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In addition to including lutein-rich, lymphatic-moving foods in the diet and the eye health strategies I discussed in a previous newsletter, there are two traditional practices that you can do at home to support your eyes that I will be discussing in this blog and an upcoming blog.
It is estimated that 75-90 percent of office workers who use computers regularly suffer from vision concerns related to their screen time usage. (1) To address these issues, limiting screen time is the best solution, but for those of us without that option, simple changes in computer use routines or environmental factors have been shown to help. These include:
- Cutting the glare. When using a computer, lighting should be approximately half of the normal room illumination. Change the lighting around you to reduce glare on the computer screen. If a nearby window is casting glare on your screen, close the shades until the glare disappears. Putting a glare filter over the screen monitor also can help protect your eyes. (2)
- Rearrange your desk. Researchers have found the optimal position for your computer monitor to be slightly below eye level, about 2 feet away from the face. You can also put a stand next to your computer monitor and place any printed materials you’re working from on it. (2)
- Give your eyes a break. It is suggested to follow the 20/20/20 rule: After 20 minutes of working on a computer, look away from the screen at an object 20 feet away for at least 20 seconds to keep your eye muscles from straining in one position for too long. Blink often to keep the eyes moist. (2)
- Tweak your computer settings. You don’t have to live with the factory-installed settings on your computer if you’re uncomfortable. Adjust the brightness to match your surroundings and increase the contrast to reduce or eliminate discomfort. Increasing the font size to your comfort level will also reduce eye strain. (2)
- Consider computer-specific eye wear. For those who use vision correcting glasses or contacts, a set of prescription glasses specifically for computer has been shown to reduce discomfort and concerns. Contact lens users can benefit especially, as they tend to become dry and uncomfortable more quickly with screen time. (2)
While these simple changes can help to address the everyday concerns associated with regular screen time, they aren’t effective at correcting the underlying imbalance that according to Ayurveda is at the root of many everyday vision concerns.
A Traditional Ayurvedic Perspective
According to Ayurveda, the eyes are a hot or pitta organ that can be aggravated easily by environmental factors or when summer heat accumulates. Triphala is a balancing herb that can help address pitta imbalance in the eye and the appearance of dry, tired eyes.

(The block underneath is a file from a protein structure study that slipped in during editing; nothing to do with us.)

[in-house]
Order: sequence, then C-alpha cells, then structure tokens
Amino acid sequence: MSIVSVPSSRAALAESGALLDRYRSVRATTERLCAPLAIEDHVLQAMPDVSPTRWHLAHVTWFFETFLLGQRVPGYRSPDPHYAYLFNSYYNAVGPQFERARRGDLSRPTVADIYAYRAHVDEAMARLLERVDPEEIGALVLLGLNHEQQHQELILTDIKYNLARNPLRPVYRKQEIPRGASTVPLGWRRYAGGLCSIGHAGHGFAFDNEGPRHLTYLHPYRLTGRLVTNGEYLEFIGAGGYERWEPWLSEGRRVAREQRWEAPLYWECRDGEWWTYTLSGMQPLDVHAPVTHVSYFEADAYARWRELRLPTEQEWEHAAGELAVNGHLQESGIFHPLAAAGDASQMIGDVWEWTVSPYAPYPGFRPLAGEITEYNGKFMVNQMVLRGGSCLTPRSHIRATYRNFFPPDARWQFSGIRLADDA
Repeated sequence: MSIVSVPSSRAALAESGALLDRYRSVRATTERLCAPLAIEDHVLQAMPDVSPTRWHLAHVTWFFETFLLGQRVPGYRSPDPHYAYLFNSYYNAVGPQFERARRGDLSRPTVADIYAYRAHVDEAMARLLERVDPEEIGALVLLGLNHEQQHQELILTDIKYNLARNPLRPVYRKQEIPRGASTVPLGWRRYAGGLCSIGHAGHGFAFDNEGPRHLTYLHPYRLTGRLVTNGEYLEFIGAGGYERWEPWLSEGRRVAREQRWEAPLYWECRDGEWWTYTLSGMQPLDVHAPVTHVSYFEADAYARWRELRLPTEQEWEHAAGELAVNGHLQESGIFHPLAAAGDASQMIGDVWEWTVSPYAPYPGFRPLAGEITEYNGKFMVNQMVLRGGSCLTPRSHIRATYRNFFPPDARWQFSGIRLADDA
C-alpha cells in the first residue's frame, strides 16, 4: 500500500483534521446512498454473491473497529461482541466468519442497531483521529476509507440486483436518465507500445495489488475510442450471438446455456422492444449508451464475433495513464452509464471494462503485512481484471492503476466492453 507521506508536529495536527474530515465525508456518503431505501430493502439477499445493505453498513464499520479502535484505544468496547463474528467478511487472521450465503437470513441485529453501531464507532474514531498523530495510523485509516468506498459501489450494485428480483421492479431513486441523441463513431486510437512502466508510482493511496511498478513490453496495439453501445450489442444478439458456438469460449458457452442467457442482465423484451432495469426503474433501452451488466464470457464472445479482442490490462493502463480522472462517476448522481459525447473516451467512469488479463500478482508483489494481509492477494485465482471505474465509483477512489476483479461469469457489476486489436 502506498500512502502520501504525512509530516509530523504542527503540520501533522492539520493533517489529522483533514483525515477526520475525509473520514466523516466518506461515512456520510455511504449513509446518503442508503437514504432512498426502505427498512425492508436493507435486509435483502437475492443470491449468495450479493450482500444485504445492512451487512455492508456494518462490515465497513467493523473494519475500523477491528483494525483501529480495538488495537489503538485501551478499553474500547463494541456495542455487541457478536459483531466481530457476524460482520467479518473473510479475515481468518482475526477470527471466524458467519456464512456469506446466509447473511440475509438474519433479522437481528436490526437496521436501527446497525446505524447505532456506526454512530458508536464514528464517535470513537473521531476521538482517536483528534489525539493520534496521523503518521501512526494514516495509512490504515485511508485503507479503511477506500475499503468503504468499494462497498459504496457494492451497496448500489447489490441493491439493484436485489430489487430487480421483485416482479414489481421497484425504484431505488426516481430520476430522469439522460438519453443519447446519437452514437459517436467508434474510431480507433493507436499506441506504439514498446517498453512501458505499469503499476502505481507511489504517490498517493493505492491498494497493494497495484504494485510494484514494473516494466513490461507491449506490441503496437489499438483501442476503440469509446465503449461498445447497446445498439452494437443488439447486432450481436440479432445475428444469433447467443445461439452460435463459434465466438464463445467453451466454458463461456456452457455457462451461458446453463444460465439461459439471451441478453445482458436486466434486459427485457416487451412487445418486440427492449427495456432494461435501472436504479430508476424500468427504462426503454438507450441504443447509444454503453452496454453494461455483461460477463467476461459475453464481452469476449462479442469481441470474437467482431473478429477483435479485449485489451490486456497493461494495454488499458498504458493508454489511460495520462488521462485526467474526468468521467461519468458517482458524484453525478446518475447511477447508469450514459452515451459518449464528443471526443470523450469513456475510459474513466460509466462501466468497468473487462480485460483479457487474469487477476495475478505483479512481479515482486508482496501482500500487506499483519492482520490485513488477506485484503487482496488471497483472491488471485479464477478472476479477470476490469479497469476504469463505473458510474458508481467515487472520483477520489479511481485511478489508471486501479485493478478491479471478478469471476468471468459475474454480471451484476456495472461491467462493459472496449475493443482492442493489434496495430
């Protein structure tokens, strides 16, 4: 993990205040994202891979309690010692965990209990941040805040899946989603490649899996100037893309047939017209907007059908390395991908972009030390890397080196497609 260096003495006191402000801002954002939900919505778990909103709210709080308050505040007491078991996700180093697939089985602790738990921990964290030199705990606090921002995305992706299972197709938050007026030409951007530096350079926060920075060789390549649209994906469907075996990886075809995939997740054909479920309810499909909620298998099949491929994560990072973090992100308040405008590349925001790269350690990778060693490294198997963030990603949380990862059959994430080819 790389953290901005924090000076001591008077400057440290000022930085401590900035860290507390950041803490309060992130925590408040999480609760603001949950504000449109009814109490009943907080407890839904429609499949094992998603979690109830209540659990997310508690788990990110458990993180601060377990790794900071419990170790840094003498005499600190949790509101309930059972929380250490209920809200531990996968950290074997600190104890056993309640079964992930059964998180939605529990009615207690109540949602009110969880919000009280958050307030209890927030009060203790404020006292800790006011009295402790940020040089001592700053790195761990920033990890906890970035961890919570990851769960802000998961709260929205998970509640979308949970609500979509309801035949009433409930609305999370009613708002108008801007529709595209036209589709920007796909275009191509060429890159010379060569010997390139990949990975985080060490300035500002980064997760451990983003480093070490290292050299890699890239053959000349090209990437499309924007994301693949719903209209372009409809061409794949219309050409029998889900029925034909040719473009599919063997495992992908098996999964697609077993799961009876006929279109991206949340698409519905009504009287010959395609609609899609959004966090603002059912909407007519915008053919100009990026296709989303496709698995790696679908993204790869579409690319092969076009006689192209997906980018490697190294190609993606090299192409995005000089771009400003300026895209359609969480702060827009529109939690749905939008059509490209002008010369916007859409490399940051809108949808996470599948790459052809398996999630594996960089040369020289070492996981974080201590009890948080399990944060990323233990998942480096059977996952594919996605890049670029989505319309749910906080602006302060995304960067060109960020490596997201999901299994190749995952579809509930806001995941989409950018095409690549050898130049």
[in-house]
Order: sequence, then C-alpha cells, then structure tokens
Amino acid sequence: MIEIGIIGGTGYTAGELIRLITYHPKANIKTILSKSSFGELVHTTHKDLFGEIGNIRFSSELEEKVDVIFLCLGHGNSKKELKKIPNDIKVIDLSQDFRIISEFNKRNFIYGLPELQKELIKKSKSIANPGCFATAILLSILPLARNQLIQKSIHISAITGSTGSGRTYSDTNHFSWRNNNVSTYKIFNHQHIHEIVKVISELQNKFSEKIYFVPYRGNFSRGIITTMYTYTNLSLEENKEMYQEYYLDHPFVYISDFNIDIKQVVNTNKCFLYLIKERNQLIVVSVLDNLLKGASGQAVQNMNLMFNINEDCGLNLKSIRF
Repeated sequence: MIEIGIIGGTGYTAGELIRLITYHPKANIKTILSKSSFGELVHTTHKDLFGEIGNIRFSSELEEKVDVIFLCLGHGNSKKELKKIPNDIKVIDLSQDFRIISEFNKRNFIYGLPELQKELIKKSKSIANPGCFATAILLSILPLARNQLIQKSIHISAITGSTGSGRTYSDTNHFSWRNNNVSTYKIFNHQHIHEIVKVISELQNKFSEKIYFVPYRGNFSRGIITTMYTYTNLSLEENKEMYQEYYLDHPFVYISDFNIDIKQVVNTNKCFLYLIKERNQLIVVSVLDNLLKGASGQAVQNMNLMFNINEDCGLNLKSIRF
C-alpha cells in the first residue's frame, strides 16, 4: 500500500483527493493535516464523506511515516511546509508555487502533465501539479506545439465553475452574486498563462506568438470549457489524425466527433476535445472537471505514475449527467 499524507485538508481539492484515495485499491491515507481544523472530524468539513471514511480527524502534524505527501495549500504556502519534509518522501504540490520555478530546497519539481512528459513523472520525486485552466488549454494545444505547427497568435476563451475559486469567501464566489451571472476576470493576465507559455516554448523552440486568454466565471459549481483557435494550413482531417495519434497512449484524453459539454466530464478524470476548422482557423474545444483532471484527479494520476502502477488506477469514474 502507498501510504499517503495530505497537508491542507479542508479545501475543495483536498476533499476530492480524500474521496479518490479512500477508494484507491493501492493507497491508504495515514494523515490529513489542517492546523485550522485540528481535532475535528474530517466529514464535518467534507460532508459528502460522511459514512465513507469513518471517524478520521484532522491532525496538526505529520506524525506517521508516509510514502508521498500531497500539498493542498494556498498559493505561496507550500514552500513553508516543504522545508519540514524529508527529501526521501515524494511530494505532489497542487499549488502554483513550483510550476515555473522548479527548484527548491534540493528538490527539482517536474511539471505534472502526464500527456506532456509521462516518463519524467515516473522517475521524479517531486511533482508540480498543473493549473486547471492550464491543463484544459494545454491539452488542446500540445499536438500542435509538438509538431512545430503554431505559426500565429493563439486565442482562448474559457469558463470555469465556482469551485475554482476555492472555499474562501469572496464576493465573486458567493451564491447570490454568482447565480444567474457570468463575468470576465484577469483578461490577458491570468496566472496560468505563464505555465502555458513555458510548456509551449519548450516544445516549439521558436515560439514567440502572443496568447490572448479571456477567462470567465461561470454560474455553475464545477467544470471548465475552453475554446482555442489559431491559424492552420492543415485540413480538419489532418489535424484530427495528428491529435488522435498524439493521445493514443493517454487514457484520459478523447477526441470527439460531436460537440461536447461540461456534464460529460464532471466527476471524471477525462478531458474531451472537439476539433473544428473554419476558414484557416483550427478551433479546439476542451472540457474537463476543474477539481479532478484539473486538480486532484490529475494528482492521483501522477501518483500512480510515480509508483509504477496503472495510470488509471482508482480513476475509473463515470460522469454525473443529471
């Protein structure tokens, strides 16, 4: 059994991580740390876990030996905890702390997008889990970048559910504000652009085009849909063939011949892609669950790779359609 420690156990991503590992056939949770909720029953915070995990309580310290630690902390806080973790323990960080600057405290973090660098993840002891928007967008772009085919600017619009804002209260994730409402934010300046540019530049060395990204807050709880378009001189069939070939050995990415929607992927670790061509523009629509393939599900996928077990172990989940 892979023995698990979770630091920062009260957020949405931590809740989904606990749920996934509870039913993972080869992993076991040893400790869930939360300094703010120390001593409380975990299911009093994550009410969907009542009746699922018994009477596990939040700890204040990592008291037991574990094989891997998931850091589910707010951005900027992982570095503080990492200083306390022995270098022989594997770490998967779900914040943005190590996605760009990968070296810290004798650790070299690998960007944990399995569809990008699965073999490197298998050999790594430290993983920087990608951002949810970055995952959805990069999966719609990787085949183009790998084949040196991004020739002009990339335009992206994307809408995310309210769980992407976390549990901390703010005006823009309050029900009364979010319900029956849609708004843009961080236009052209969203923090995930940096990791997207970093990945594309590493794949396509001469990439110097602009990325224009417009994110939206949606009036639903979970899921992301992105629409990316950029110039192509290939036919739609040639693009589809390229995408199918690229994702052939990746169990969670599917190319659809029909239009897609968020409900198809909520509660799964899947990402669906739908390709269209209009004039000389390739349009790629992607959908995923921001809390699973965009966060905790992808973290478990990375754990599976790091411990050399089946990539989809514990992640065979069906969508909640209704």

The first Ayurvedic practice for this is called a Triphala Eye Wash – where you use triphala boiled in purified water to rinse the eyes to refresh them and rejuvenate the appearance of tired eyes and naturally bring them back into balance. For maintenance, a Triphala Eye Wash may be best in the spring or early summer when the eyes are more prone to congestion.
One recent study took 151 people complaining of eye concerns related to computer use and broke them up into three groups with different protocols. One group received a triphala solution 4 times a day for 30 days. The other two groups received either different Ayurvedic applications or a placebo. The triphala solution group reported significant improvements in their impression of tired & dry eyes compared to the other groups who reported minimal noticeable change. (3)
Making Triphala Eye Wash – An Ayurvedic Home Remedy for Tired Eyes
Disclaimer: While Ayurveda has been employing this technique for thousands of years to address underlying imbalances in the eyes, modern sanitary practices and FDA guidelines strictly prohibit the use of non-sterile or home-sterilized solutions in daily eye care routines. As a result, we must recommend against engaging in this traditional practice. Consult with your healthcare practitioner before beginning any eye care regimen that involves introduction of foreign material into the eye itself. Home-sterilized solutions cannot prevent the growth of harmful bacteria and are not a substitute for modern eye care products.
Boil ¼-½ teaspoon of organic triphala powder (you can also open and use 2 capsules of triphala) for 2-3 minutes in 8 ounces of purified water using sterile cooking equipment (never use triphala that has come into contact with other food or non-sterile utensils). Let it cool to body temperature and strain using a sterile ultra-fine sieve or filter (never use triphala water that still contains solid triphala particles).
For application, it is easiest to use eye cups that you can purchase from a pharmacy and sterilize before every use. Fill the eye cup or glass with the newly prepared triphala water, and press that eye glass or eye cup against the eye. Then, tip the head back and open your eyes. Blink and look all around in slow circles to allow the triphala to penetrate the entire eye. Keep this up for 15-60 seconds. Stop instantly if this causes any discomfort or pain.
Repeat this daily for a month with fresh triphala water each day to counteract pitta imbalance and refresh and rejuvenate the eyes (never reuse triphala water that has been allowed to sit for more than a couple of minutes or that has already come into contact with your eyes, as harmful bacterial growth is a serious concern that can result in permanent eye damage or blindness).
Note: Abnormally dry, itchy, or watery eyes, blurry or double vision, glare sensitivity and excessive tear secretion are all potential signs of an underlying genetic condition or serious disease. If you experience any of these symptoms for more than 72 consecutive hours, make an appointment to see a vision health specialist immediately.